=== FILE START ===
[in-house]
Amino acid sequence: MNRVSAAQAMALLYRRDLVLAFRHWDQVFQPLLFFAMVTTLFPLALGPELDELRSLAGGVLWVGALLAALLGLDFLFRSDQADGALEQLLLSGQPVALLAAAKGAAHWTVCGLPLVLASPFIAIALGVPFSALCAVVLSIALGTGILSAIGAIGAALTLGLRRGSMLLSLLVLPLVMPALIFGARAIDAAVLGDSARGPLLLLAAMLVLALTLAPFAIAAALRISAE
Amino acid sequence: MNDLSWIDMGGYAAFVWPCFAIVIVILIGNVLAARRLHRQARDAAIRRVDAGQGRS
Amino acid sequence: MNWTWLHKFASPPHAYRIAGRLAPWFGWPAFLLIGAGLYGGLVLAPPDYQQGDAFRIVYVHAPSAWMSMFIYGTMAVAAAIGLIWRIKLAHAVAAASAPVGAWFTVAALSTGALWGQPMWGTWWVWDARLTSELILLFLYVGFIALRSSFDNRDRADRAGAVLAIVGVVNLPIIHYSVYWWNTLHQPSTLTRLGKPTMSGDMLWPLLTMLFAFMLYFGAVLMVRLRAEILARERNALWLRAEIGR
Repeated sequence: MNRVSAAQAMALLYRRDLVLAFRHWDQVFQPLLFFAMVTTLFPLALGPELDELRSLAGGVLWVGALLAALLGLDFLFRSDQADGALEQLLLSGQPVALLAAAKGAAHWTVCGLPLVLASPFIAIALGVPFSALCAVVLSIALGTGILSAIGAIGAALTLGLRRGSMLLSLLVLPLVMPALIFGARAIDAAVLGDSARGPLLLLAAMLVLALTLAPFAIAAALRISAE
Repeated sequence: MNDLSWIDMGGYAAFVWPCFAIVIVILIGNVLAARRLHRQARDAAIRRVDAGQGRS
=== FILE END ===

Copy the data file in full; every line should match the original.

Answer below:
[in-house]
Amino acid sequence: MNRVSAAQAMALLYRRDLVLAFRHWDQVFQPLLFFAMVTTLFPLALGPELDELRSLAGGVLWVGALLAALLGLDFLFRSDQADGALEQLLLSGQPVALLAAAKGAAHWTVCGLPLVLASPFIAIALGVPFSALCAVVLSIALGTGILSAIGAIGAALTLGLRRGSMLLSLLVLPLVMPALIFGARAIDAAVLGDSARGPLLLLAAMLVLALTLAPFAIAAALRISAE
Amino acid sequence: MNDLSWIDMGGYAAFVWPCFAIVIVILIGNVLAARRLHRQARDAAIRRVDAGQGRS
Amino acid sequence: MNWTWLHKFASPPHAYRIAGRLAPWFGWPAFLLIGAGLYGGLVLAPPDYQQGDAFRIVYVHAPSAWMSMFIYGTMAVAAAIGLIWRIKLAHAVAAASAPVGAWFTVAALSTGALWGQPMWGTWWVWDARLTSELILLFLYVGFIALRSSFDNRDRADRAGAVLAIVGVVNLPIIHYSVYWWNTLHQPSTLTRLGKPTMSGDMLWPLLTMLFAFMLYFGAVLMVRLRAEILARERNALWLRAEIGR
Repeated sequence: MNRVSAAQAMALLYRRDLVLAFRHWDQVFQPLLFFAMVTTLFPLALGPELDELRSLAGGVLWVGALLAALLGLDFLFRSDQADGALEQLLLSGQPVALLAAAKGAAHWTVCGLPLVLASPFIAIALGVPFSALCAVVLSIALGTGILSAIGAIGAALTLGLRRGSMLLSLLVLPLVMPALIFGARAIDAAVLGDSARGPLLLLAAMLVLALTLAPFAIAAALRISAE
Repeated sequence: MNDLSWIDMGGYAAFVWPCFAIVIVILIGNVLAARRLHRQARDAAIRRVDAGQGRS